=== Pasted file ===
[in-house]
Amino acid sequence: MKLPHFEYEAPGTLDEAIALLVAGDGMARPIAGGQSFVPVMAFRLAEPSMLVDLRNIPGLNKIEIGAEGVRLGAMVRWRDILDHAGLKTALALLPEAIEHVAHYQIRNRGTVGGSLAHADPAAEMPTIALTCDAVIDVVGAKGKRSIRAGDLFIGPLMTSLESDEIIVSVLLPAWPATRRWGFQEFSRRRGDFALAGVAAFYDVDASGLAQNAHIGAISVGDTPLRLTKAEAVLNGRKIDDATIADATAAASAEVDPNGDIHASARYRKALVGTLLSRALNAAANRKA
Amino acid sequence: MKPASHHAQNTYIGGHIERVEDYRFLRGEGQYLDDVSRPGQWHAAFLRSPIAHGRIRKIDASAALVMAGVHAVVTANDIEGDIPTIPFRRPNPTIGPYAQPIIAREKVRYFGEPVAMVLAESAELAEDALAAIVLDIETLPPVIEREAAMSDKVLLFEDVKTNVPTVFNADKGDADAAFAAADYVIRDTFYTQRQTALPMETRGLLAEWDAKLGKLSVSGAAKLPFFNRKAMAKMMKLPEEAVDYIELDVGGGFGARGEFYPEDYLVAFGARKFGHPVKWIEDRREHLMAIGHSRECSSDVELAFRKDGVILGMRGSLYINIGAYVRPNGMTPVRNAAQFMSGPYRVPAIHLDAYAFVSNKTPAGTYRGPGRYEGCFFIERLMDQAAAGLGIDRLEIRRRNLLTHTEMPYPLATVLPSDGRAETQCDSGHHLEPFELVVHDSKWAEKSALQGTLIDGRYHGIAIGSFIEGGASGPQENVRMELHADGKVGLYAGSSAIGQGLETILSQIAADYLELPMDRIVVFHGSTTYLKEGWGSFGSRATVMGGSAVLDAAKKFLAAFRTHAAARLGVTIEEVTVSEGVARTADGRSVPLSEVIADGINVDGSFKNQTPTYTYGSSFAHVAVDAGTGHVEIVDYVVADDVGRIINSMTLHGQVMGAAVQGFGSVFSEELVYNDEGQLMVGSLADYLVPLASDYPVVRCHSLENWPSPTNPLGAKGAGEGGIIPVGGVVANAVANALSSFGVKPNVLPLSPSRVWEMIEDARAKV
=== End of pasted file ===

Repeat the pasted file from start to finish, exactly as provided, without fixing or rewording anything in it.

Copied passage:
[in-house]
Amino acid sequence: MKLPHFEYEAPGTLDEAIALLVAGDGMARPIAGGQSFVPVMAFRLAEPSMLVDLRNIPGLNKIEIGAEGVRLGAMVRWRDILDHAGLKTALALLPEAIEHVAHYQIRNRGTVGGSLAHADPAAEMPTIALTCDAVIDVVGAKGKRSIRAGDLFIGPLMTSLESDEIIVSVLLPAWPATRRWGFQEFSRRRGDFALAGVAAFYDVDASGLAQNAHIGAISVGDTPLRLTKAEAVLNGRKIDDATIADATAAASAEVDPNGDIHASARYRKALVGTLLSRALNAAANRKA
Amino acid sequence: MKPASHHAQNTYIGGHIERVEDYRFLRGEGQYLDDVSRPGQWHAAFLRSPIAHGRIRKIDASAALVMAGVHAVVTANDIEGDIPTIPFRRPNPTIGPYAQPIIAREKVRYFGEPVAMVLAESAELAEDALAAIVLDIETLPPVIEREAAMSDKVLLFEDVKTNVPTVFNADKGDADAAFAAADYVIRDTFYTQRQTALPMETRGLLAEWDAKLGKLSVSGAAKLPFFNRKAMAKMMKLPEEAVDYIELDVGGGFGARGEFYPEDYLVAFGARKFGHPVKWIEDRREHLMAIGHSRECSSDVELAFRKDGVILGMRGSLYINIGAYVRPNGMTPVRNAAQFMSGPYRVPAIHLDAYAFVSNKTPAGTYRGPGRYEGCFFIERLMDQAAAGLGIDRLEIRRRNLLTHTEMPYPLATVLPSDGRAETQCDSGHHLEPFELVVHDSKWAEKSALQGTLIDGRYHGIAIGSFIEGGASGPQENVRMELHADGKVGLYAGSSAIGQGLETILSQIAADYLELPMDRIVVFHGSTTYLKEGWGSFGSRATVMGGSAVLDAAKKFLAAFRTHAAARLGVTIEEVTVSEGVARTADGRSVPLSEVIADGINVDGSFKNQTPTYTYGSSFAHVAVDAGTGHVEIVDYVVADDVGRIINSMTLHGQVMGAAVQGFGSVFSEELVYNDEGQLMVGSLADYLVPLASDYPVVRCHSLENWPSPTNPLGAKGAGEGGIIPVGGVVANAVANALSSFGVKPNVLPLSPSRVWEMIEDARAKV